Eager To Please at Job Interview?

06/17/2010 11:24 am ET | Updated May 25, 2011
  • Liz Ryan Speaker, writer, soprano and mom; founder, Human Workplace

Dear Liz,

I've been on six job interviews during the eleven months since I got laid off. Four of them were first interviews and the other two were second interviews, no job offers yet. I may not be sending out enough resumes, how many is enough? On the interviews I try hard to please the interviewer with the right answers and the right attitude. I don't know how I would please them more. What are the best ways to let the interviewer know how badly I want the job?



Dear Selena,

Without knowing how many resumes you've sent out, you are not doing badly at
all, and I'd love for you to give yourself a big pat on the back. Two second
interviews on four first interviews is a fantastic batting average! It sounds as
though you've had these praiseworthy results using the old-fashioned Black Hole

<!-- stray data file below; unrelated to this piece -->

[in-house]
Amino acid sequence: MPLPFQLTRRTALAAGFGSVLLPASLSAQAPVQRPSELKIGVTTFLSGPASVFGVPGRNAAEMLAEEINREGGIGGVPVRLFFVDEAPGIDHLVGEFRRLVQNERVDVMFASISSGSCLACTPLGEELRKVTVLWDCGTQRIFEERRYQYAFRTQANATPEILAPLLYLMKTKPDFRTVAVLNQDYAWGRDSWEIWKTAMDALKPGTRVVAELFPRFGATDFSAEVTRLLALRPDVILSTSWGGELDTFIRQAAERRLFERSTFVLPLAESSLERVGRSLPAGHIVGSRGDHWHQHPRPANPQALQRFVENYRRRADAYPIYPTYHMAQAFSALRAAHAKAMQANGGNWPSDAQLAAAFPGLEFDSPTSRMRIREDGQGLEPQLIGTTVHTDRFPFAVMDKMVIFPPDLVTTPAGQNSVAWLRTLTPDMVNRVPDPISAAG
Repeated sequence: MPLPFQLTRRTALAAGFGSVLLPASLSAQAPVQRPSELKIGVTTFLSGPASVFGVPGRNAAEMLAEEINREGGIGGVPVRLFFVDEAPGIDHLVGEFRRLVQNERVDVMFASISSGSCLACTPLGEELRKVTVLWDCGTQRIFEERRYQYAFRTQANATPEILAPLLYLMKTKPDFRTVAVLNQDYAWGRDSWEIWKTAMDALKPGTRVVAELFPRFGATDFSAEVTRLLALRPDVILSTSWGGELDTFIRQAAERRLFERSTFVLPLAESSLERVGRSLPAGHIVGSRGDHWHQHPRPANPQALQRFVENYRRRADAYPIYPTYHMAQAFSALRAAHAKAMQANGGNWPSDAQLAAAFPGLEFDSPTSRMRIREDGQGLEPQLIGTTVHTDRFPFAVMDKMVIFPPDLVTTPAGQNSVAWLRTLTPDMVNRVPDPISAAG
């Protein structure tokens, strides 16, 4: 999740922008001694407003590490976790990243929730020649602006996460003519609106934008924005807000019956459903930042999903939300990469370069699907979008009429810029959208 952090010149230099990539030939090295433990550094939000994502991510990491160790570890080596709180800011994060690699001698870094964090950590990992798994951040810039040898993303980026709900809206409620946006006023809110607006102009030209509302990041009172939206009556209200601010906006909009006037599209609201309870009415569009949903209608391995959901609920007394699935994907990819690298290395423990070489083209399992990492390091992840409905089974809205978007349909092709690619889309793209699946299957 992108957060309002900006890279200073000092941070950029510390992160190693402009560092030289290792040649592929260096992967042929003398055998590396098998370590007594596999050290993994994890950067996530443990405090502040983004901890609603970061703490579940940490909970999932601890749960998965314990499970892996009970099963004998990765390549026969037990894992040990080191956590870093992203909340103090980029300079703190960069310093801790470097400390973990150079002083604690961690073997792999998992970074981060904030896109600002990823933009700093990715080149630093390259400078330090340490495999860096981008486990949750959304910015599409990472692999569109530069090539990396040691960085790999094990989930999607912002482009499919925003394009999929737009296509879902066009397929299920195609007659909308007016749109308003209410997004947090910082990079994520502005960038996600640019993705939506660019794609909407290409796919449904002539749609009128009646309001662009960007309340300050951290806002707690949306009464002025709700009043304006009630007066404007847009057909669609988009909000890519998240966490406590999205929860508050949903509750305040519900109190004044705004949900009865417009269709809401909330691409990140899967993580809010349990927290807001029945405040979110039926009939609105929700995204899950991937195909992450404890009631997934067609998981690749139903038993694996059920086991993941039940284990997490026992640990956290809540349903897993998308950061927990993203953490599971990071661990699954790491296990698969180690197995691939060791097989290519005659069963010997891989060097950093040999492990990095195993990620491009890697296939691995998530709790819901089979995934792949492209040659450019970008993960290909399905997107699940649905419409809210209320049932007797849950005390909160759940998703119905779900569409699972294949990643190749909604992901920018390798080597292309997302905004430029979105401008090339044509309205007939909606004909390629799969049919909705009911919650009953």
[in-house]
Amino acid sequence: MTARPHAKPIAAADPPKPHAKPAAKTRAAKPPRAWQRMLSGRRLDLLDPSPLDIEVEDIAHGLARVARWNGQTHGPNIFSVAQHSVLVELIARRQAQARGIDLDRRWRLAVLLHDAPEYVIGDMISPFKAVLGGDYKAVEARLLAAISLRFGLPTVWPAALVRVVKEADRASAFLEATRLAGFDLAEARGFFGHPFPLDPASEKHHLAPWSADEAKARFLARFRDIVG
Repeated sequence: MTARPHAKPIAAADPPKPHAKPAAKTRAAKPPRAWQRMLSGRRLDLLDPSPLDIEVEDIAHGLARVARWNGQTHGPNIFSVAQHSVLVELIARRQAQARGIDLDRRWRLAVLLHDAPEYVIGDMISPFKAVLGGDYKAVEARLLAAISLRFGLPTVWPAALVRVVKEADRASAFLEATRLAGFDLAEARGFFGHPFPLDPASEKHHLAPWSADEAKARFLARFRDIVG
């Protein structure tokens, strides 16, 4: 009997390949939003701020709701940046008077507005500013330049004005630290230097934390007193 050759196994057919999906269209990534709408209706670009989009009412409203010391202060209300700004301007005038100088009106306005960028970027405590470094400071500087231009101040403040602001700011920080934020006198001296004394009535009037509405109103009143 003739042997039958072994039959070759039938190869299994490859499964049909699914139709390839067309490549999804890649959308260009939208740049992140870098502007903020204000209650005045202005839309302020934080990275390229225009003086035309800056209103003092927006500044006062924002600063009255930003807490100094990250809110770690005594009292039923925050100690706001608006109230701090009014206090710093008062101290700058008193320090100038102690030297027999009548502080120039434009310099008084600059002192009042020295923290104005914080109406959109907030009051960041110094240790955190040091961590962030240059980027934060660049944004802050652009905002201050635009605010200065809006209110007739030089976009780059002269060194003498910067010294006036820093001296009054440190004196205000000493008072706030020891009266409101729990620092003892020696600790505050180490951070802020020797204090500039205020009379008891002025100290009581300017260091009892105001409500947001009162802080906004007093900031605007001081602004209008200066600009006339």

job-search method. That approach is a big hindrance, so you should feel terrific
about your background. As you get more familiar with our job-search approach as
a member of this group, I predict that your results will get much better. Hurrah
for you, Selena!

One of the big shifts that we teach job-seekers here is that we don't go to an
interview to please the interviewer. The more we grovel and plead and aim to
please, the less impressive we become. Employers don't hire people who need jobs
more badly than other people. They hire the folks they believe can help them the

We're going to try hard to shift your thinking away from "I must please these
people" toward "I think I know what these people need to be successful, and I'm
going to let them know that I understand their needs and have the right stuff."
That's a big change in direction, I know. The good news is that it works! When
we show up to an interview in our power, we are confident, conversational flows
more easily and we don't have to convince anyone of anything.

My suggested resume-count for a full-time job seeker is ten resumes out the
door, per business day. In each case, you're sending the resume with a pithy
Pain Letter to the decision-maker for the hire (not via the dreadful Black
Hole). That's only two resumes-plus-pain-letters per day - would that be a
reasonable goal for you, Selena?